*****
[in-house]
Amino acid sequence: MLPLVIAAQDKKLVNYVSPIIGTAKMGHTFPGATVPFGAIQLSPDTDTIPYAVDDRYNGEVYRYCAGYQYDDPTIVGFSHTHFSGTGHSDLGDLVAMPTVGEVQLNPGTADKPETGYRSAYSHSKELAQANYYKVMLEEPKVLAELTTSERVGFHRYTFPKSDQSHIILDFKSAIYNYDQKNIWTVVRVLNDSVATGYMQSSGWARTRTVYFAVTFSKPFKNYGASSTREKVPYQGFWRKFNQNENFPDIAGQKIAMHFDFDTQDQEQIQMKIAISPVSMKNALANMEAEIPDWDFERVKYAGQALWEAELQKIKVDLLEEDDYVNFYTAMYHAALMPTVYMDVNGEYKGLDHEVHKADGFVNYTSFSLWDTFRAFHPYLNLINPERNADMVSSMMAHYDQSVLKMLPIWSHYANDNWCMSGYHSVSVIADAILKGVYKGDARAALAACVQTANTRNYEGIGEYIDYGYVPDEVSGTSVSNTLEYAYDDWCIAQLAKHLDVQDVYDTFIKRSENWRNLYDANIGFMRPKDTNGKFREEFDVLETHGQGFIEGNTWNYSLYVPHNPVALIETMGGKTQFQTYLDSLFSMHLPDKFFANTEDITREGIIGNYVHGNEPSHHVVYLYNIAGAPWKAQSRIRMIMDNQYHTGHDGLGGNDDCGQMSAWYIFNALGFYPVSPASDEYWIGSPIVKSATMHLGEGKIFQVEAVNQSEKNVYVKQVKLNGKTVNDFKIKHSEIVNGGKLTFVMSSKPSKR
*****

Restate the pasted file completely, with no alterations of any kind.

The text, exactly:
[in-house]
Amino acid sequence: MLPLVIAAQDKKLVNYVSPIIGTAKMGHTFPGATVPFGAIQLSPDTDTIPYAVDDRYNGEVYRYCAGYQYDDPTIVGFSHTHFSGTGHSDLGDLVAMPTVGEVQLNPGTADKPETGYRSAYSHSKELAQANYYKVMLEEPKVLAELTTSERVGFHRYTFPKSDQSHIILDFKSAIYNYDQKNIWTVVRVLNDSVATGYMQSSGWARTRTVYFAVTFSKPFKNYGASSTREKVPYQGFWRKFNQNENFPDIAGQKIAMHFDFDTQDQEQIQMKIAISPVSMKNALANMEAEIPDWDFERVKYAGQALWEAELQKIKVDLLEEDDYVNFYTAMYHAALMPTVYMDVNGEYKGLDHEVHKADGFVNYTSFSLWDTFRAFHPYLNLINPERNADMVSSMMAHYDQSVLKMLPIWSHYANDNWCMSGYHSVSVIADAILKGVYKGDARAALAACVQTANTRNYEGIGEYIDYGYVPDEVSGTSVSNTLEYAYDDWCIAQLAKHLDVQDVYDTFIKRSENWRNLYDANIGFMRPKDTNGKFREEFDVLETHGQGFIEGNTWNYSLYVPHNPVALIETMGGKTQFQTYLDSLFSMHLPDKFFANTEDITREGIIGNYVHGNEPSHHVVYLYNIAGAPWKAQSRIRMIMDNQYHTGHDGLGGNDDCGQMSAWYIFNALGFYPVSPASDEYWIGSPIVKSATMHLGEGKIFQVEAVNQSEKNVYVKQVKLNGKTVNDFKIKHSEIVNGGKLTFVMSSKPSKR